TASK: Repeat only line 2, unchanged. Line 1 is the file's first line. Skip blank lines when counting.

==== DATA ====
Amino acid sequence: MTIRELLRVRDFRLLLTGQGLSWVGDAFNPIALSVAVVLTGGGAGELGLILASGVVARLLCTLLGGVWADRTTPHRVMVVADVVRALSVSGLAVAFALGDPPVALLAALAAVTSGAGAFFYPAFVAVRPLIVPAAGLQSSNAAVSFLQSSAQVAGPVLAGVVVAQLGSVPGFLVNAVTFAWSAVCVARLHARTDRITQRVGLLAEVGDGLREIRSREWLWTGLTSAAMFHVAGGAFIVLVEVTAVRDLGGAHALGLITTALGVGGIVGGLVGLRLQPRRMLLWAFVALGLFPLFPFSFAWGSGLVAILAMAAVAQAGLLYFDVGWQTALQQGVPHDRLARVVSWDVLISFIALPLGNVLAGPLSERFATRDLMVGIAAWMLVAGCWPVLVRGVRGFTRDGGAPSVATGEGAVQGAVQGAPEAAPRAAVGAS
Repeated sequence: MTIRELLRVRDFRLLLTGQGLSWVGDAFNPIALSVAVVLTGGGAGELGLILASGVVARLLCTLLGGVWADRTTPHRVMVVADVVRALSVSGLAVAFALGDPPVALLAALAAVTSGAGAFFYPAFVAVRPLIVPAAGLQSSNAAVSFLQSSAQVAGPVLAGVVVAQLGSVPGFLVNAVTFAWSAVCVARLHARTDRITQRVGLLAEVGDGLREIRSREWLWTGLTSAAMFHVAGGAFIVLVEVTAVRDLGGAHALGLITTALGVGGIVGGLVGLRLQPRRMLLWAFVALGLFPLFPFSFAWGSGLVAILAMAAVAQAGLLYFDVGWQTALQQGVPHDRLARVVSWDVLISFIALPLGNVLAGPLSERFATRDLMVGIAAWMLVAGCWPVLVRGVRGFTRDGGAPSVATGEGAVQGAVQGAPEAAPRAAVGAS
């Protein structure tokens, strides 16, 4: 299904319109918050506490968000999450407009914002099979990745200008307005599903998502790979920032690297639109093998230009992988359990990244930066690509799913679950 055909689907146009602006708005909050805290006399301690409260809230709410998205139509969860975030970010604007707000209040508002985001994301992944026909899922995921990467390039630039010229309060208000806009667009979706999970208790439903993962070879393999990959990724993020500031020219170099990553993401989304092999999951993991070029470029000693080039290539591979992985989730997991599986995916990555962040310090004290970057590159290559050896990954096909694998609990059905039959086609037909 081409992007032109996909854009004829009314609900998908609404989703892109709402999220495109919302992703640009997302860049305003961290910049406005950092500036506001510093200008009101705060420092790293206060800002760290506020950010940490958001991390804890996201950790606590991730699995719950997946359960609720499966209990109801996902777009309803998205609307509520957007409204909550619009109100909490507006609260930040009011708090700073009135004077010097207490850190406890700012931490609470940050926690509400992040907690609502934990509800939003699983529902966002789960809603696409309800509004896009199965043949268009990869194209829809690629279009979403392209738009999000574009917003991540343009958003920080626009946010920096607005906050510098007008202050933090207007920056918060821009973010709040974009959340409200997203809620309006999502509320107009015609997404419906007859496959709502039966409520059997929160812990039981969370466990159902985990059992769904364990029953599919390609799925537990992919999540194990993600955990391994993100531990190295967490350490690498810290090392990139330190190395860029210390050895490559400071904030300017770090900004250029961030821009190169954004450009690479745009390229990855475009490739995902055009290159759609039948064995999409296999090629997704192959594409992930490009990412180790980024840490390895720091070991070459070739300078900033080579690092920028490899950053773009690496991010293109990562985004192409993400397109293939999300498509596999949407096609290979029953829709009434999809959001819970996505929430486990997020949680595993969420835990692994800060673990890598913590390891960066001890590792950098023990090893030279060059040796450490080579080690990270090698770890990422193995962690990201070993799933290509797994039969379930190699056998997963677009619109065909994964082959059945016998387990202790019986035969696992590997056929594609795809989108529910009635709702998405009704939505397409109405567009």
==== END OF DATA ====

Repeated sequence: MTIRELLRVRDFRLLLTGQGLSWVGDAFNPIALSVAVVLTGGGAGELGLILASGVVARLLCTLLGGVWADRTTPHRVMVVADVVRALSVSGLAVAFALGDPPVALLAALAAVTSGAGAFFYPAFVAVRPLIVPAAGLQSSNAAVSFLQSSAQVAGPVLAGVVVAQLGSVPGFLVNAVTFAWSAVCVARLHARTDRITQRVGLLAEVGDGLREIRSREWLWTGLTSAAMFHVAGGAFIVLVEVTAVRDLGGAHALGLITTALGVGGIVGGLVGLRLQPRRMLLWAFVALGLFPLFPFSFAWGSGLVAILAMAAVAQAGLLYFDVGWQTALQQGVPHDRLARVVSWDVLISFIALPLGNVLAGPLSERFATRDLMVGIAAWMLVAGCWPVLVRGVRGFTRDGGAPSVATGEGAVQGAVQGAPEAAPRAAVGAS